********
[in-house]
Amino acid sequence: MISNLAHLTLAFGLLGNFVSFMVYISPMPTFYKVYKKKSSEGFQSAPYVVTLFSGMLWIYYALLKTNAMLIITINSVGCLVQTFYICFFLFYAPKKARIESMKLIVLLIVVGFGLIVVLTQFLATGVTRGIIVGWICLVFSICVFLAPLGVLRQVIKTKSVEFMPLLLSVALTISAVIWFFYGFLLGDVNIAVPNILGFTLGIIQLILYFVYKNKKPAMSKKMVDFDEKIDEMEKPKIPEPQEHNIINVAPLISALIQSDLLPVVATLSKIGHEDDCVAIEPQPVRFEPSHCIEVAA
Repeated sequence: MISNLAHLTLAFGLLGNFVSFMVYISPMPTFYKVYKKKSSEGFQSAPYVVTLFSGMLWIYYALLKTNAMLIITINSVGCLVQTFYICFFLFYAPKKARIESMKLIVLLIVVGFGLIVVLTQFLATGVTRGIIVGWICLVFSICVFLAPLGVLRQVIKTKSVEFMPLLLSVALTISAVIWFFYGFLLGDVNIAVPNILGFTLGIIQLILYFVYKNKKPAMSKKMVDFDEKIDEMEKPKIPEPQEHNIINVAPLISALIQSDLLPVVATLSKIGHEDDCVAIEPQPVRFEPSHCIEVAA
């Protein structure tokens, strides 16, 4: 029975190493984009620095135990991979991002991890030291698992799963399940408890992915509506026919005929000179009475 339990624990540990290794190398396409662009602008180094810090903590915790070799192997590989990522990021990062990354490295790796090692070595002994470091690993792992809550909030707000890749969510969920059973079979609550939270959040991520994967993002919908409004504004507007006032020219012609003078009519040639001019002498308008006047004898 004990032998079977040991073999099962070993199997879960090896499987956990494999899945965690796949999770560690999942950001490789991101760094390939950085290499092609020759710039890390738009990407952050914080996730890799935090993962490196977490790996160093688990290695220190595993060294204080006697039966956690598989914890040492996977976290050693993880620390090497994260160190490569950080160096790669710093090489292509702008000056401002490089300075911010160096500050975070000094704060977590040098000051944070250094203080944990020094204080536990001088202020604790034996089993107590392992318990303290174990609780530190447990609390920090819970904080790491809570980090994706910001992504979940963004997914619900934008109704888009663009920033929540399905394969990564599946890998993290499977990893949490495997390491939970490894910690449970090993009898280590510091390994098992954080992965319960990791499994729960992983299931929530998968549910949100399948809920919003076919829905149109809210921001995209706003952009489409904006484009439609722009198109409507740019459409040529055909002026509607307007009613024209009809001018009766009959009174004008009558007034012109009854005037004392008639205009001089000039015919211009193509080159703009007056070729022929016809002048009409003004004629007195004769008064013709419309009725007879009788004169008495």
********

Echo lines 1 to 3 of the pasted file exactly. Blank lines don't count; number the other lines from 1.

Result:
[in-house]
Amino acid sequence: MISNLAHLTLAFGLLGNFVSFMVYISPMPTFYKVYKKKSSEGFQSAPYVVTLFSGMLWIYYALLKTNAMLIITINSVGCLVQTFYICFFLFYAPKKARIESMKLIVLLIVVGFGLIVVLTQFLATGVTRGIIVGWICLVFSICVFLAPLGVLRQVIKTKSVEFMPLLLSVALTISAVIWFFYGFLLGDVNIAVPNILGFTLGIIQLILYFVYKNKKPAMSKKMVDFDEKIDEMEKPKIPEPQEHNIINVAPLISALIQSDLLPVVATLSKIGHEDDCVAIEPQPVRFEPSHCIEVAA
Repeated sequence: MISNLAHLTLAFGLLGNFVSFMVYISPMPTFYKVYKKKSSEGFQSAPYVVTLFSGMLWIYYALLKTNAMLIITINSVGCLVQTFYICFFLFYAPKKARIESMKLIVLLIVVGFGLIVVLTQFLATGVTRGIIVGWICLVFSICVFLAPLGVLRQVIKTKSVEFMPLLLSVALTISAVIWFFYGFLLGDVNIAVPNILGFTLGIIQLILYFVYKNKKPAMSKKMVDFDEKIDEMEKPKIPEPQEHNIINVAPLISALIQSDLLPVVATLSKIGHEDDCVAIEPQPVRFEPSHCIEVAA